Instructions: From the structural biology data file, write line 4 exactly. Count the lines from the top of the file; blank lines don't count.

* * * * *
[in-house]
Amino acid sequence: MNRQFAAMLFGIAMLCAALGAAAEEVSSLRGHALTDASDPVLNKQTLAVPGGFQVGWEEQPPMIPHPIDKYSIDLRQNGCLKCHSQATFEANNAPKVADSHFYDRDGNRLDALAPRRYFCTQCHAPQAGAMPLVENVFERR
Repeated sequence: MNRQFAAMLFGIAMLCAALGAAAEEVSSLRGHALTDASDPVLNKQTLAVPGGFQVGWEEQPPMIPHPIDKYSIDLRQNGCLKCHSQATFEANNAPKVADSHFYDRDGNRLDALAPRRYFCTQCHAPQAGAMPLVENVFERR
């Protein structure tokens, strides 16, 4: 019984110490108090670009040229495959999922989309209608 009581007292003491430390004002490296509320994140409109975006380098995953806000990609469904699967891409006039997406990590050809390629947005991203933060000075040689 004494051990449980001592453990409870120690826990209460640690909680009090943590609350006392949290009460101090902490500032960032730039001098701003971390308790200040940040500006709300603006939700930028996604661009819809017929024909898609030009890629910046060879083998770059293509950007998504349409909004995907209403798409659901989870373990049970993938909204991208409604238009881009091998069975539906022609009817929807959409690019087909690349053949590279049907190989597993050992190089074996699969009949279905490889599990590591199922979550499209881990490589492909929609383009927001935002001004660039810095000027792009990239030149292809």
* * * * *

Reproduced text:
């Protein structure tokens, strides 16, 4: 019984110490108090670009040229495959999922989309209608 009581007292003491430390004002490296509320994140409109975006380098995953806000990609469904699967891409006039997406990590050809390629947005991203933060000075040689 004494051990449980001592453990409870120690826990209460640690909680009090943590609350006392949290009460101090902490500032960032730039001098701003971390308790200040940040500006709300603006939700930028996604661009819809017929024909898609030009890629910046060879083998770059293509950007998504349409909004995907209403798409659901989870373990049970993938909204991208409604238009881009091998069975539906022609009817929807959409690019087909690349053949590279049907190989597993050992190089074996699969009949279905490889599990590591199922979550499209881990490589492909929609383009927001935002001004660039810095000027792009990239030149292809």